Searching over 5,500,000 cases.


searching
Buy This Entire Record For $7.95

Official citation and/or docket number and footnotes (if any) for this case available with purchase.

Learn more about what you receive with purchase of this case.

James Trotter v. J. Curiel

UNITED STATES DISTRICT COURT EASTERN DISTRICT OF CALIFORNIA


November 22, 2011

JAMES TROTTER,
PLAINTIFF,
v.
J. CURIEL, ET AL., DEFENDANTS.

The opinion of the court was delivered by: Gary S. Austin United States Magistrate Judge

FINDING AND RECOMMENDATION THAT THIS ACTION BE DISMISSED OBJECTIONS DUE IN THIRTY DAYS

Plaintiff is a state prisoner proceeding pro se and in forma pauperis in this civil rights action pursuant to 42 U.S.C. § 1983. The matter was referred to a United States Magistrate Judge pursuant to 28 U.S.C. § 636(b)(1)(B) and Local Rule 302.

The Court is required to screen complaints brought by prisoners seeking relief against a governmental entity or officer or employee of a governmental entity. 28 U.S.C. § 1915A(a). The Court must dismiss a complaint or portion thereof if the prisoner has raised claims that are legally "frivolous or malicious," that fail to state a claim upon which relief may be granted, or that seek monetary relief from a defendant who is immune from such relief. 28 U.S.C. § 1915A(b)(1),(2). "Notwithstanding any filing fee, or any portion thereof, that may have been paid, the court shall dismiss the case at any time if the court determines that . . . the action or appeal . . . fails to state a claim upon which relief may be granted." 28 U.S.C. § 1915(e)(2)(B)(ii).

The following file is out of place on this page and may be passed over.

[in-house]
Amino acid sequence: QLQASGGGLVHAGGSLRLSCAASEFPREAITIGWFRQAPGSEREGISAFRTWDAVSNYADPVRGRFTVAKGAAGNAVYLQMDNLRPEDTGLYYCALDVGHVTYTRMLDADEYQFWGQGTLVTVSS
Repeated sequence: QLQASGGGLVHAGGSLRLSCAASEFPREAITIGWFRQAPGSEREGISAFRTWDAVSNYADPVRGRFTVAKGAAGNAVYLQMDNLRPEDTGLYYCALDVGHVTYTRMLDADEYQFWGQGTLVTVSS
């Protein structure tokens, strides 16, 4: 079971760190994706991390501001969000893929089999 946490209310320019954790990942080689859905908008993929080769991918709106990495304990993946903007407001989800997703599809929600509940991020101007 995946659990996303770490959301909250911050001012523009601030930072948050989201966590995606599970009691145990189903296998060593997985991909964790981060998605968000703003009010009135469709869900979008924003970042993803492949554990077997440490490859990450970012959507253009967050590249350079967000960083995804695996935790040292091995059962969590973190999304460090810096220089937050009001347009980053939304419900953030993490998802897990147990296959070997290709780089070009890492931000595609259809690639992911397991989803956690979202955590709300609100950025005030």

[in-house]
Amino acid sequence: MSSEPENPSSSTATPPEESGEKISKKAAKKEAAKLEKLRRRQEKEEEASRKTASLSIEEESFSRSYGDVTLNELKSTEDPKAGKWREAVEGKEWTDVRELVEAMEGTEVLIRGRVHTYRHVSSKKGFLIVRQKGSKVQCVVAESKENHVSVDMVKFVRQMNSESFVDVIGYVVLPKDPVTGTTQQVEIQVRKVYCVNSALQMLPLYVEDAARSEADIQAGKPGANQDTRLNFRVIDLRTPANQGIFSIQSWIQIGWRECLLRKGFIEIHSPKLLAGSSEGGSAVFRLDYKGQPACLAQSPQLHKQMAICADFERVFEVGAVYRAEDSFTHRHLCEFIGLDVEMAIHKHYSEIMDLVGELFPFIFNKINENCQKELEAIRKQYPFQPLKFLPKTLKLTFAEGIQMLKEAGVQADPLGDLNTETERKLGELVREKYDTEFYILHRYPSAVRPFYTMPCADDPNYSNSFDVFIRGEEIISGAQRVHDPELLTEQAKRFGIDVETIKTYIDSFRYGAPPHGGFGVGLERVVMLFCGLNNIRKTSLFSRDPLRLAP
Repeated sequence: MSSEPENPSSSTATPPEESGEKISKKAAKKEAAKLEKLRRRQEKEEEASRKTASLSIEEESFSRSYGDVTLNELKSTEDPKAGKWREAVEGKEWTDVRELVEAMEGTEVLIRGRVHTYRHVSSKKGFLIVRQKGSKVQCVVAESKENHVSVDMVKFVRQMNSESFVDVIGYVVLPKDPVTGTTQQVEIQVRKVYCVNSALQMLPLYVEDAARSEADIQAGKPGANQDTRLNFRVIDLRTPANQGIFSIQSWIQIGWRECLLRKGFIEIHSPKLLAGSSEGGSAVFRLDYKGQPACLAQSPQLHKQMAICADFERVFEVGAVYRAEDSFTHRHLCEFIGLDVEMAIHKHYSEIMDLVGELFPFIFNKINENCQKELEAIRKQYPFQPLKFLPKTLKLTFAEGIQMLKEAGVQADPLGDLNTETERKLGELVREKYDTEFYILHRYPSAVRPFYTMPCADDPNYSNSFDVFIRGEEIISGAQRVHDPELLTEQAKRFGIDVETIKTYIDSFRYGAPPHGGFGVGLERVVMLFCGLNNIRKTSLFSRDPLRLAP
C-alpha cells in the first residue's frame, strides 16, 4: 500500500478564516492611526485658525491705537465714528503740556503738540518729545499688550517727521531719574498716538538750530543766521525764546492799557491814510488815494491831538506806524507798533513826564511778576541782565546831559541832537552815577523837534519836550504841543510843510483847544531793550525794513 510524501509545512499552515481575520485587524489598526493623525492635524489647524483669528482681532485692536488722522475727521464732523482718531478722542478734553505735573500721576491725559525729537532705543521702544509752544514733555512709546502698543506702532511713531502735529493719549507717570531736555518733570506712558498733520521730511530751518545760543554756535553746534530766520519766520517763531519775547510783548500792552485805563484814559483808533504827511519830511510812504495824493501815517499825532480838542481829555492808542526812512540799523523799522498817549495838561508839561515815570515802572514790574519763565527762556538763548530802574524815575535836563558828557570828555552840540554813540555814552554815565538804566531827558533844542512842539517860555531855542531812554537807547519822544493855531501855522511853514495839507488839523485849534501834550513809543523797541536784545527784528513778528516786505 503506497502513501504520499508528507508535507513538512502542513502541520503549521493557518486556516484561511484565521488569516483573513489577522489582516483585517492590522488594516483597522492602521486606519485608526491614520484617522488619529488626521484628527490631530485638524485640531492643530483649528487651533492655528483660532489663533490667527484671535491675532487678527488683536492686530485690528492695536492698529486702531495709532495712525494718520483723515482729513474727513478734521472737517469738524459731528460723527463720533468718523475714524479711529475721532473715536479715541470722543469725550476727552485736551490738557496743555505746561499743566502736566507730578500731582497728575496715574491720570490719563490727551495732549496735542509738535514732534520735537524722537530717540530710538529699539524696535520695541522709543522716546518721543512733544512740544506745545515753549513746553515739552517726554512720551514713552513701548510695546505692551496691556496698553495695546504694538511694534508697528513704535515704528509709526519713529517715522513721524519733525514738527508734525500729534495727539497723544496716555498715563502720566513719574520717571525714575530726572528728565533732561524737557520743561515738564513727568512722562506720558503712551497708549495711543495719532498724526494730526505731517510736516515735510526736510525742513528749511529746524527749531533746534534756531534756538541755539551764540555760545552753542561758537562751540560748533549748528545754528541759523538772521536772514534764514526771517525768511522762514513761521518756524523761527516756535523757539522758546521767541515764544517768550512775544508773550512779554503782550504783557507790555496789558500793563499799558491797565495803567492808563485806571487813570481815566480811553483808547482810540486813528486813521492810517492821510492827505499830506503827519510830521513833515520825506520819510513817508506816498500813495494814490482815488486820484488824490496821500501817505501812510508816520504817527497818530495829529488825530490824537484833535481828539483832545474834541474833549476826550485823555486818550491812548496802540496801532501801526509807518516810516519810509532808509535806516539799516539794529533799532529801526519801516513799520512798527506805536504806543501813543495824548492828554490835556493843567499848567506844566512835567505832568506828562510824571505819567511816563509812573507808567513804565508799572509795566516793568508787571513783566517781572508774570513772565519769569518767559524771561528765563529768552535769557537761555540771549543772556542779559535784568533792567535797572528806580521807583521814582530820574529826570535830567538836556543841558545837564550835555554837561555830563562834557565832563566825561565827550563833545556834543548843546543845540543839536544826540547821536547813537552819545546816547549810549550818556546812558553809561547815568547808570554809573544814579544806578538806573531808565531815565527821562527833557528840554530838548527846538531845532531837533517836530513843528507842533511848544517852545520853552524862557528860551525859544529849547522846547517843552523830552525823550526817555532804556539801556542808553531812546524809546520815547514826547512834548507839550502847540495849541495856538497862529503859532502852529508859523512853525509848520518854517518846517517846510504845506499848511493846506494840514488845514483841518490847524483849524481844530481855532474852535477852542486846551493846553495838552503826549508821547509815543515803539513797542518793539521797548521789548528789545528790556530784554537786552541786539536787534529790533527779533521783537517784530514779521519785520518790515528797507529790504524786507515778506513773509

Plaintiff's Claims

This action proceeds on the October 8, 2010, first amended complaint. The events at issue in this action occurred at the California Correctional Institution at Tehachapi (CCI), where Plaintiff is housed. Plaintiff claims that he was improperly convicted of a disciplinary charge. Plaintiff alleges that he was found guilty at a prison disciplinary hearing of batter/assault on a non-inmate with a weapon. Plaintiff alleges that prison officials failed to "appoint a staff assistant to be present with the investigating employee during all questions asked of friendly and adverse witnesses, violated his due process rights as protected by Title 15, California Code of Regulations, sections 3315(d), 3315(f)(1) and 3318 (b) and the state and federal constitutions." (Am. Compl. 2:24-28.) Plaintiff further alleges that "witnesses and documentary evidence were present, neither witnesses and material evidence allowed in at the hearing." (Am. Compl. 3:5-7.)